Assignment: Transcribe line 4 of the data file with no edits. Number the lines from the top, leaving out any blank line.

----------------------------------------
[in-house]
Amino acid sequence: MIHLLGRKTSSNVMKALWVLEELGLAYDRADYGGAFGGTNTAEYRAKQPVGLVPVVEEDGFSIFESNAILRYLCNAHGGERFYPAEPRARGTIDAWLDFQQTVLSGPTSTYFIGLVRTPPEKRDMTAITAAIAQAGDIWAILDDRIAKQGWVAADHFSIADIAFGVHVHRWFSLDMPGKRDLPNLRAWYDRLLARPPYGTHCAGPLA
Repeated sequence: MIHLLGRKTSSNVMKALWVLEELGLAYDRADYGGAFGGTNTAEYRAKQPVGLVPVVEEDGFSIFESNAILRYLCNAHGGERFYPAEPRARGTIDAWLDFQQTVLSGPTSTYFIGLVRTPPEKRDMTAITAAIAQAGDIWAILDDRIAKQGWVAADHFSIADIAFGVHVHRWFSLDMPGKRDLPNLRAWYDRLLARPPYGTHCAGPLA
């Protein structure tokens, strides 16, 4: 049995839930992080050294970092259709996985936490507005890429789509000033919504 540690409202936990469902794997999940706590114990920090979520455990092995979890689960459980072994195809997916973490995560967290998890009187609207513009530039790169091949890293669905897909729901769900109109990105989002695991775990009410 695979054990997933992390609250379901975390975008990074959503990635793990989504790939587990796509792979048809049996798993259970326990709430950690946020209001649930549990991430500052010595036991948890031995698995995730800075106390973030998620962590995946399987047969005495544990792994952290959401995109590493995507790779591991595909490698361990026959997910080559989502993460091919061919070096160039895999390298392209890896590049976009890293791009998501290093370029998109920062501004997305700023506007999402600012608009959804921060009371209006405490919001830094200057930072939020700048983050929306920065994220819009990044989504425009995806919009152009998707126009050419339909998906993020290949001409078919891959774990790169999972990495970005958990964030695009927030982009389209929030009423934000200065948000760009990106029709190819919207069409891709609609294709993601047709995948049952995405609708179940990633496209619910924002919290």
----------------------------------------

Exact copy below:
């Protein structure tokens, strides 16, 4: 049995839930992080050294970092259709996985936490507005890429789509000033919504 540690409202936990469902794997999940706590114990920090979520455990092995979890689960459980072994195809997916973490995560967290998890009187609207513009530039790169091949890293669905897909729901769900109109990105989002695991775990009410 695979054990997933992390609250379901975390975008990074959503990635793990989504790939587990796509792979048809049996798993259970326990709430950690946020209001649930549990991430500052010595036991948890031995698995995730800075106390973030998620962590995946399987047969005495544990792994952290959401995109590493995507790779591991595909490698361990026959997910080559989502993460091919061919070096160039895999390298392209890896590049976009890293791009998501290093370029998109920062501004997305700023506007999402600012608009959804921060009371209006405490919001830094200057930072939020700048983050929306920065994220819009990044989504425009995806919009152009998707126009050419339909998906993020290949001409078919891959774990790169999972990495970005958990964030695009927030982009389209929030009423934000200065948000760009990106029709190819919207069409891709609609294709993601047709995948049952995405609708179940990633496209619910924002919290």